The first build of the core had already verified the aerodynamic properties of the HPT stages and, by June, GE had also completed verifying what Ingling called the “aero mechanics” of the engine inlet and booster (low-pressure compressor) stages in crosswind conditions, using a ground-test engine. The same engine was then to be dedicated to verifying the operation and aerodynamics of the booster module in clean-inlet conditions. In those tests, “We throttle the engine to move the booster around on its operating line” to check booster operation and aero mechanics at all points on the line, said Ingling. For its new round of tests, the second build of the core “is all about the [high-pressure] compressor aero mechanics,” he added.
Another ground-test engine is to be dedicated to verifying the aero mechanics of the GE9X’s six low-pressure turbine (LPT) stages. “The LPT aero, we still have to do,” said Ingling. “It’s pretty straightforward to do and the outcomes are easy to predict, but we still have to do the tests to get the data. We run a slip ring off the engine to get the rotor data, to transfer the data from the rotating reference to the test facility.”
For certification purposes, other ground-test engines will be used to perform the remaining required ingestion tests. GE completed icing-ingestion testing this past winter and by early June water-ingestion testing was imminent. After that, “we still have to do hailstone and storm, [fan] blade-out and bird ingestion,” said Ingling, as well as vibration and endurance testing, including an endurance “block test.”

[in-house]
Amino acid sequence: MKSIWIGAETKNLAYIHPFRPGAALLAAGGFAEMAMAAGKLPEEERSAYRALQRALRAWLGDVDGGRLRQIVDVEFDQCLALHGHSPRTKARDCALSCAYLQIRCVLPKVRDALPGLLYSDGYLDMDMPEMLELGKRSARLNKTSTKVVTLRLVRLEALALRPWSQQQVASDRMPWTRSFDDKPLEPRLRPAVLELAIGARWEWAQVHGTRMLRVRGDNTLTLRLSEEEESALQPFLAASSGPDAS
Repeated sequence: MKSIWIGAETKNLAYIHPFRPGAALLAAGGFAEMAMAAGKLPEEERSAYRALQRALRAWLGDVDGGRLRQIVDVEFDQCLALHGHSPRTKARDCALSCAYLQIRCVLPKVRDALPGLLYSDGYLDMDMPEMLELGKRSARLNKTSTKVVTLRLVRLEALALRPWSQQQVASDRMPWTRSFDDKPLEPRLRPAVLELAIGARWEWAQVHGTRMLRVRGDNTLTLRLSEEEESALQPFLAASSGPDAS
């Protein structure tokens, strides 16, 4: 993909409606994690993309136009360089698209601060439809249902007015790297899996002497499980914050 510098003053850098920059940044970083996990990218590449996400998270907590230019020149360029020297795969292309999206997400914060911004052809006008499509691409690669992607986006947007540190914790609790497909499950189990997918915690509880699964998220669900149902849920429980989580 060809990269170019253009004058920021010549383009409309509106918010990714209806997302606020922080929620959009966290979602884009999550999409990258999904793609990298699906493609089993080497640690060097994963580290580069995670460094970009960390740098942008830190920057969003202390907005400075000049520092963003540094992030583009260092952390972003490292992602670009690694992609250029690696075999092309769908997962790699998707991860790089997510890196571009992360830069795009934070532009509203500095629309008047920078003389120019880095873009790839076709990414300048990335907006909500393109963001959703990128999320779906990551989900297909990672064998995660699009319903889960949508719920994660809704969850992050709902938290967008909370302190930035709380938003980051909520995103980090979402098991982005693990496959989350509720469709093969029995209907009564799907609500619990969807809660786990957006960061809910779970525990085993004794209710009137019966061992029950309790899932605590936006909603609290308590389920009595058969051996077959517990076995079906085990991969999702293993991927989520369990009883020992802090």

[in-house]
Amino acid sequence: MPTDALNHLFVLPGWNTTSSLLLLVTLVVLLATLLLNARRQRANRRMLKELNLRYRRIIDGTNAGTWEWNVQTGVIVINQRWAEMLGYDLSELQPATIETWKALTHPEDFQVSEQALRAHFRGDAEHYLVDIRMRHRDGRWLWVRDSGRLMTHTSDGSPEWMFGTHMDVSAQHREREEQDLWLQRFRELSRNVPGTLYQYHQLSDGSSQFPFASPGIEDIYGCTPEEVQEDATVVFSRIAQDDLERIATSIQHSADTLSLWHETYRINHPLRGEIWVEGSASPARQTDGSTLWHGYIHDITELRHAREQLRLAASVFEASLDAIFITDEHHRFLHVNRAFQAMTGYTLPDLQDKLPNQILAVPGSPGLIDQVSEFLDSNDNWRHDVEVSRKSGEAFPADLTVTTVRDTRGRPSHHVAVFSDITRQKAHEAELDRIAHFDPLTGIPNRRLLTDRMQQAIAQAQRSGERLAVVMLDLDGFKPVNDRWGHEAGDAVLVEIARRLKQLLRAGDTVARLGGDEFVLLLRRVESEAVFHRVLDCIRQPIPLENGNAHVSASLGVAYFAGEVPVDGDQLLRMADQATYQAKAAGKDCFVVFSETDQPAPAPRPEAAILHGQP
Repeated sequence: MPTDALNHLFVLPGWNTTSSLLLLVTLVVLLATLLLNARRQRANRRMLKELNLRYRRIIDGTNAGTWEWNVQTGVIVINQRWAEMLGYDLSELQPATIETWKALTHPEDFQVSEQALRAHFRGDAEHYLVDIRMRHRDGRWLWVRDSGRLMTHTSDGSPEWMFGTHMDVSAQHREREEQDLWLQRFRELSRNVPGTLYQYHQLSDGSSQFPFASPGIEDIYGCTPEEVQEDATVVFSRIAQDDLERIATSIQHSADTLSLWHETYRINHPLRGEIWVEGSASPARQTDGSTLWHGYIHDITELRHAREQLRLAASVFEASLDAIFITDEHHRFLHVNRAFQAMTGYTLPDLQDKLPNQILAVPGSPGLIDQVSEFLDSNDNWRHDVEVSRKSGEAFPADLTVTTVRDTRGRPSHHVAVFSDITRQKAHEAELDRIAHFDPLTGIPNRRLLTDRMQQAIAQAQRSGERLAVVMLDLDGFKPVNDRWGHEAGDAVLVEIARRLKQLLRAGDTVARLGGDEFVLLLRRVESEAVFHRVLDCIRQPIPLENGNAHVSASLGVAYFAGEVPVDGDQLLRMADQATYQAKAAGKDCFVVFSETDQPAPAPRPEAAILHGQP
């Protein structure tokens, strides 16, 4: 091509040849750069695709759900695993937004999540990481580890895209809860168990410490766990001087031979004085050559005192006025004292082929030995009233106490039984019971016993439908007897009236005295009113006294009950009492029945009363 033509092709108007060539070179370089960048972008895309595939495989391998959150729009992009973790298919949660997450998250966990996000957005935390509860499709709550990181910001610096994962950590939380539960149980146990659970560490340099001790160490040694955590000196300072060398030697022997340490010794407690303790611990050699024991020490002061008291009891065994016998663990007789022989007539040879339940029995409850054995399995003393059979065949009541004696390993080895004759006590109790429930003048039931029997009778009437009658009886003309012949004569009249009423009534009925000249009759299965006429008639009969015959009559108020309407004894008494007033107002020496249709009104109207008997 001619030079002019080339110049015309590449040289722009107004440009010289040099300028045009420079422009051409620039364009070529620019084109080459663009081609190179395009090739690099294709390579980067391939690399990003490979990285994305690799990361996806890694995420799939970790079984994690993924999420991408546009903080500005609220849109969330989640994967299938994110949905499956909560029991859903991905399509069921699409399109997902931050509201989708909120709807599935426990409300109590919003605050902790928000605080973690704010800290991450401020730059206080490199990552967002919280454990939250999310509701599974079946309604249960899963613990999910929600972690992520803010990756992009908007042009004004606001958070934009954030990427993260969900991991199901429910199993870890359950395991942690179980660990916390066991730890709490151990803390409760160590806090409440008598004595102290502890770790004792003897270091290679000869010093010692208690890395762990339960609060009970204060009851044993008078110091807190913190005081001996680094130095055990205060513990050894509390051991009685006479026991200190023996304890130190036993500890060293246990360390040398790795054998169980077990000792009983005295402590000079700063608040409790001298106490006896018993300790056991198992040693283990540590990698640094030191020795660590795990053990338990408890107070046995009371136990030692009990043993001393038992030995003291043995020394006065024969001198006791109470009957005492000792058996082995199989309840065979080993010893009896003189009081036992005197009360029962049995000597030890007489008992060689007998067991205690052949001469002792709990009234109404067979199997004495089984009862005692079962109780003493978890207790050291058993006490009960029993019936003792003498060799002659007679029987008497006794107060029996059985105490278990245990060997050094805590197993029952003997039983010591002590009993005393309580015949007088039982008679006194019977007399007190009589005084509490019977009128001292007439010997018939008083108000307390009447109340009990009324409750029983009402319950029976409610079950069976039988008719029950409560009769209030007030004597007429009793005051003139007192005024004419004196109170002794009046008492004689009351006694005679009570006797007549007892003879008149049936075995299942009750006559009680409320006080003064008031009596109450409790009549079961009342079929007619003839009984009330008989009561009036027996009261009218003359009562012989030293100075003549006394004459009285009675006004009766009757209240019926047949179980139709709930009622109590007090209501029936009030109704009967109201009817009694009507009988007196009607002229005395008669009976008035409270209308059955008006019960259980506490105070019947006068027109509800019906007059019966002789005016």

However, in designing the GE9X ground-test program, GE did things differently from past commercial-engine development and certification testing campaigns. “We set the program up to place historically difficult tests early on and ran these as engineering [development] tests,” explained Ingling. “The FETT did some of those block tests as engineering tests…to de-risk the program. Now, running the validation of the testbed is a little more straightforward.”
At or near the time it completes GE9X certification testing, GE Aviation will provide Boeing with 10 compliance GE9Xs for Boeing 777-9 certification testing. Boeing will fly four 777-9s in the flight-test program and will have two spare GE9Xs on hand if needed. By early June, GE had begun “vertically stacking the first unit” in final assembly and was “accumulating all the data needed for vertically stacking another two,” according to Ingling.